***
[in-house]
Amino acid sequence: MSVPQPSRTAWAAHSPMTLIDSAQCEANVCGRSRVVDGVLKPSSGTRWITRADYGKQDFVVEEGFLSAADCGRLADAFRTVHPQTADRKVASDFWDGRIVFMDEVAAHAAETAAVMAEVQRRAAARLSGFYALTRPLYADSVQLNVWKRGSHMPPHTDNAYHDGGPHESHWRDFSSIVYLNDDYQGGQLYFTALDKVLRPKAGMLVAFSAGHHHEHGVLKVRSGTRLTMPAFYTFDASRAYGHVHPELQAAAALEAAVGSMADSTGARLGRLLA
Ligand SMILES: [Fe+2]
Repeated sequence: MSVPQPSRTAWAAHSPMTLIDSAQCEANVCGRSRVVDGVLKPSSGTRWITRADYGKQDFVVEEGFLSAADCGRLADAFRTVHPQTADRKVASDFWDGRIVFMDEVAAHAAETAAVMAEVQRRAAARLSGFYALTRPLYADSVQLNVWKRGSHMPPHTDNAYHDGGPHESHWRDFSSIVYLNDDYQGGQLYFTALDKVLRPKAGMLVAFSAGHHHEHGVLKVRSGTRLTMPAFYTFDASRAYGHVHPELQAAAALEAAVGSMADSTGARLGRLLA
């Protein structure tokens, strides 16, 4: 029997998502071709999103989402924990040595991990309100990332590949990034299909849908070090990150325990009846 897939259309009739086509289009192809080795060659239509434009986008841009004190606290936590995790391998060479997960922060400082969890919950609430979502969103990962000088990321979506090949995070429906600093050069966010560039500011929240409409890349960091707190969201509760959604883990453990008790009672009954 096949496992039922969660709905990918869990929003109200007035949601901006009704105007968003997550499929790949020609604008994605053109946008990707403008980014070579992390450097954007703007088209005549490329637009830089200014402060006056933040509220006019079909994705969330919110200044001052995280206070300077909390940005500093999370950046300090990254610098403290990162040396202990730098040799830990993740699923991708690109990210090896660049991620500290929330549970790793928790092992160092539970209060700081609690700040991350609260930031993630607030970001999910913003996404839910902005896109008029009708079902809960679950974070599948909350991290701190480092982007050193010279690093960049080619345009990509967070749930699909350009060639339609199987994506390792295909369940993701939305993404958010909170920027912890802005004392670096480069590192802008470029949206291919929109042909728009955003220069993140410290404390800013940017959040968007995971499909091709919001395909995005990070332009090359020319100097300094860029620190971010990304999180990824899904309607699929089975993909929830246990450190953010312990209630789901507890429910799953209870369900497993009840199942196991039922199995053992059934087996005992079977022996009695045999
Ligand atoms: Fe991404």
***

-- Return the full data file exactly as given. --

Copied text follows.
[in-house]
Amino acid sequence: MSVPQPSRTAWAAHSPMTLIDSAQCEANVCGRSRVVDGVLKPSSGTRWITRADYGKQDFVVEEGFLSAADCGRLADAFRTVHPQTADRKVASDFWDGRIVFMDEVAAHAAETAAVMAEVQRRAAARLSGFYALTRPLYADSVQLNVWKRGSHMPPHTDNAYHDGGPHESHWRDFSSIVYLNDDYQGGQLYFTALDKVLRPKAGMLVAFSAGHHHEHGVLKVRSGTRLTMPAFYTFDASRAYGHVHPELQAAAALEAAVGSMADSTGARLGRLLA
Ligand SMILES: [Fe+2]
Repeated sequence: MSVPQPSRTAWAAHSPMTLIDSAQCEANVCGRSRVVDGVLKPSSGTRWITRADYGKQDFVVEEGFLSAADCGRLADAFRTVHPQTADRKVASDFWDGRIVFMDEVAAHAAETAAVMAEVQRRAAARLSGFYALTRPLYADSVQLNVWKRGSHMPPHTDNAYHDGGPHESHWRDFSSIVYLNDDYQGGQLYFTALDKVLRPKAGMLVAFSAGHHHEHGVLKVRSGTRLTMPAFYTFDASRAYGHVHPELQAAAALEAAVGSMADSTGARLGRLLA
């Protein structure tokens, strides 16, 4: 029997998502071709999103989402924990040595991990309100990332590949990034299909849908070090990150325990009846 897939259309009739086509289009192809080795060659239509434009986008841009004190606290936590995790391998060479997960922060400082969890919950609430979502969103990962000088990321979506090949995070429906600093050069966010560039500011929240409409890349960091707190969201509760959604883990453990008790009672009954 096949496992039922969660709905990918869990929003109200007035949601901006009704105007968003997550499929790949020609604008994605053109946008990707403008980014070579992390450097954007703007088209005549490329637009830089200014402060006056933040509220006019079909994705969330919110200044001052995280206070300077909390940005500093999370950046300090990254610098403290990162040396202990730098040799830990993740699923991708690109990210090896660049991620500290929330549970790793928790092992160092539970209060700081609690700040991350609260930031993630607030970001999910913003996404839910902005896109008029009708079902809960679950974070599948909350991290701190480092982007050193010279690093960049080619345009990509967070749930699909350009060639339609199987994506390792295909369940993701939305993404958010909170920027912890802005004392670096480069590192802008470029949206291919929109042909728009955003220069993140410290404390800013940017959040968007995971499909091709919001395909995005990070332009090359020319100097300094860029620190971010990304999180990824899904309607699929089975993909929830246990450190953010312990209630789901507890429910799953209870369900497993009840199942196991039922199995053992059934087996005992079977022996009695045999
Ligand atoms: Fe991404």